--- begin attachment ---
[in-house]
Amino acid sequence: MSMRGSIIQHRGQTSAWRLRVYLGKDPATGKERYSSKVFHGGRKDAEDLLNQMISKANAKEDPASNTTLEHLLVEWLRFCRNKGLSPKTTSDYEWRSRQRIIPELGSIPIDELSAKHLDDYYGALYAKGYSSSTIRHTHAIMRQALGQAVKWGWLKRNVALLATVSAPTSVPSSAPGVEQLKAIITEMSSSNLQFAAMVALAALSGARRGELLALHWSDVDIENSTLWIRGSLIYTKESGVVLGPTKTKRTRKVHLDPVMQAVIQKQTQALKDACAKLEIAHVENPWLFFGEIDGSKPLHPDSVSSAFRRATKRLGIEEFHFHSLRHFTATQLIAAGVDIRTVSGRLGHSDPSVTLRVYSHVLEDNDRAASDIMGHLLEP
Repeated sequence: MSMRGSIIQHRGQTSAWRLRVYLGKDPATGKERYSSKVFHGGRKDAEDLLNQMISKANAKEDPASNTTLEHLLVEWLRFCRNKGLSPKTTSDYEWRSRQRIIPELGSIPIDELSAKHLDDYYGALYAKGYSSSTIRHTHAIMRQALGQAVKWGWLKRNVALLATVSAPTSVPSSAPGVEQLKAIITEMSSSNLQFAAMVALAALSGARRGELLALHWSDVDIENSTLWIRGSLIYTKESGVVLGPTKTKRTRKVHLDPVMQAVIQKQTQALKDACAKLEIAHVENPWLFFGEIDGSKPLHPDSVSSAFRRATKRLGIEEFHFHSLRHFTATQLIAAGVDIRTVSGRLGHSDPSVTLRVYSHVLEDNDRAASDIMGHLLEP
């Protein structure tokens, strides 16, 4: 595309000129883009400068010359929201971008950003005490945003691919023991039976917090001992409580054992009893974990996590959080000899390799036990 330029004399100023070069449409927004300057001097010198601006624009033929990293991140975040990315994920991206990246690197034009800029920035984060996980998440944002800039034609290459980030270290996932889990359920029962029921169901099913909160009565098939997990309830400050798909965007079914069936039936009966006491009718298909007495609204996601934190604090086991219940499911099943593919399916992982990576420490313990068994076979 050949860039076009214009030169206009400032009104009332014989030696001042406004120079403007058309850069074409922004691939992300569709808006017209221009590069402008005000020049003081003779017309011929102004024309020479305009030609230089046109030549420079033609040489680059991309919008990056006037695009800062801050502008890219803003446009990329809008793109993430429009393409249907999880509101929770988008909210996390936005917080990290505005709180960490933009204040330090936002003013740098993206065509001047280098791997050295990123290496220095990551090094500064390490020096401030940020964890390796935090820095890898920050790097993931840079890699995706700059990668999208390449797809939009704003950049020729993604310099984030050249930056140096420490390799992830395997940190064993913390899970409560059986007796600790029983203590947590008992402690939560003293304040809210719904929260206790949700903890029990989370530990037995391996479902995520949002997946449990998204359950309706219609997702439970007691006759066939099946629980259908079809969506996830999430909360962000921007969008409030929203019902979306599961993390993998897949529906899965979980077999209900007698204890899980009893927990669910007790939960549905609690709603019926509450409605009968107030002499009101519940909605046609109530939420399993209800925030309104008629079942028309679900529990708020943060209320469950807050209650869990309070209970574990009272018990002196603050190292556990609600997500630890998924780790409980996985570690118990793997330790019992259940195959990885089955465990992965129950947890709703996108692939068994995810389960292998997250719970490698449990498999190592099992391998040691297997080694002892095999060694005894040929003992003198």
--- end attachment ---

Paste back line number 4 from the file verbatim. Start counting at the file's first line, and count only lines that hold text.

């Protein structure tokens, strides 16, 4: 595309000129883009400068010359929201971008950003005490945003691919023991039976917090001992409580054992009893974990996590959080000899390799036990 330029004399100023070069449409927004300057001097010198601006624009033929990293991140975040990315994920991206990246690197034009800029920035984060996980998440944002800039034609290459980030270290996932889990359920029962029921169901099913909160009565098939997990309830400050798909965007079914069936039936009966006491009718298909007495609204996601934190604090086991219940499911099943593919399916992982990576420490313990068994076979 050949860039076009214009030169206009400032009104009332014989030696001042406004120079403007058309850069074409922004691939992300569709808006017209221009590069402008005000020049003081003779017309011929102004024309020479305009030609230089046109030549420079033609040489680059991309919008990056006037695009800062801050502008890219803003446009990329809008793109993430429009393409249907999880509101929770988008909210996390936005917080990290505005709180960490933009204040330090936002003013740098993206065509001047280098791997050295990123290496220095990551090094500064390490020096401030940020964890390796935090820095890898920050790097993931840079890699995706700059990668999208390449797809939009704003950049020729993604310099984030050249930056140096420490390799992830395997940190064993913390899970409560059986007796600790029983203590947590008992402690939560003293304040809210719904929260206790949700903890029990989370530990037995391996479902995520949002997946449990998204359950309706219609997702439970007691006759066939099946629980259908079809969506996830999430909360962000921007969008409030929203019902979306599961993390993998897949529906899965979980077999209900007698204890899980009893927990669910007790939960549905609690709603019926509450409605009968107030002499009101519940909605046609109530939420399993209800925030309104008629079942028309679900529990708020943060209320469950807050209650869990309070209970574990009272018990002196603050190292556990609600997500630890998924780790409980996985570690118990793997330790019992259940195959990885089955465990992965129950947890709703996108692939068994995810389960292998997250719970490698449990498999190592099992391998040691297997080694002892095999060694005894040929003992003198």